LAUSD chairman Austin Beutner at a Monday briefing confirmed plans for a mid-April opening for preschool and elementary school students and targeted the end of April for secondary schools.
Elementary schools could have opened this month. However, the District has been negotiating with the United Teachers Los Angeles, which has requested access to vaccines among other points before members return to the classroom. A deal with the union is expected this week, Beutner said.
“We need a completed agreement with UTLA so we can begin sharing the guidelines by the end of this week,” Beutner said. “The middle of April is a bit more than one month away [and] “there’s a lot work to do to finalize the details and make sure they’re right” for the District’s 1,400 schools. He called a proposed multi-billion dollar investment by the state “a Marshall Plan for schools” that will help fund everything from extra teachers and tutors to custodial staff and cleaning supplies to school psychiatrists and counselors.
The deal, confirmed last week by CA legislators, carries a caveat: Schools need to open by April 1. If they do not, LAUSD will have to forfeit 1% of it’s portion of the newly-allocated cash for every day its schools remain closed.
Meanwhile, Beuter, said LAUSD will follow state and local guidelines to allow participation in outdoor sports.
WATCH: Superintendent Austin Beutner’s Update to the School Community
VEA: Mensaje del superintendente Austin Beutner a la comunidad escolar. Haga clic en el botón [CC] en el video si desea activar los subtítulos en español.https://t.co/gwXdUAZc2l pic.twitter.com/vyyX6VeGos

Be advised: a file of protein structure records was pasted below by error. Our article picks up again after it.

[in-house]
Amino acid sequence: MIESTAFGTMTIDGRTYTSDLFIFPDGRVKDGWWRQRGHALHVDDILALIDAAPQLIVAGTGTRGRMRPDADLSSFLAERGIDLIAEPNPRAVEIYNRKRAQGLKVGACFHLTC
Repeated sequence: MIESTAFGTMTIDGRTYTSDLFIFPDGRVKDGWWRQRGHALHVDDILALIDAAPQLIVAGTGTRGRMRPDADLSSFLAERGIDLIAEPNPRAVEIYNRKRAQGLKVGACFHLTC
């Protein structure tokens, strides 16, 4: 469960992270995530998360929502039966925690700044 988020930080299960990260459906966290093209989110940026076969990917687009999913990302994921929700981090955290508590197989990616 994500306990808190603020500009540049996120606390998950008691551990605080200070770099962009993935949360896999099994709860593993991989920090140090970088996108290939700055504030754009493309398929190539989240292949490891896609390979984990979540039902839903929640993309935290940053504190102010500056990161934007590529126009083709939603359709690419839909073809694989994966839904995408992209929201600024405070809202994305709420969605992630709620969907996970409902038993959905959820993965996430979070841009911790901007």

— Los Angeles Unified (@LASchools) March 8, 2021
On the other coast, in New York City, public high schools will start in person classes on March 22, Mayor Bill de Blasio announced.
The nation’s largest school district will offer full-time in person instruction at about half of its 488 high schools with the others moving to a hybrid model. Sports will restart in April and run through August instead of ending with the academic year.
New York schools have been closed since November. Today’s announced by De Blasio at a press briefing, means that 55,000 high school students who signed up for in-person classes last fall can start. The majority of the total 282,000 students chose last fall to go remote-only due to Covid-19 fears. De Blasio said it’s not possible right now for them to opt back in but might be before the school year ends June 25.
As for the fall, he said, “We are bringing our schools back fully in September, period.”
Middle school students returned to the classrooms last month and elementary schools in December.
DeBlasio also weighed in on embattled New York Governor Andrew Cuomo, currently the target of two investigations – for alleged underreporting of nursing home deaths and alleged sexual harassment after five women publicly accused him of harassment and inappropriate behavior.
“I just don’t see how he can govern effectively when fewer and fewer people believe him,” De Blasio said. “I think that there is more information that is going to come out and that will make it harder and harder.” What’s happening in Albany is “very sad,” he said.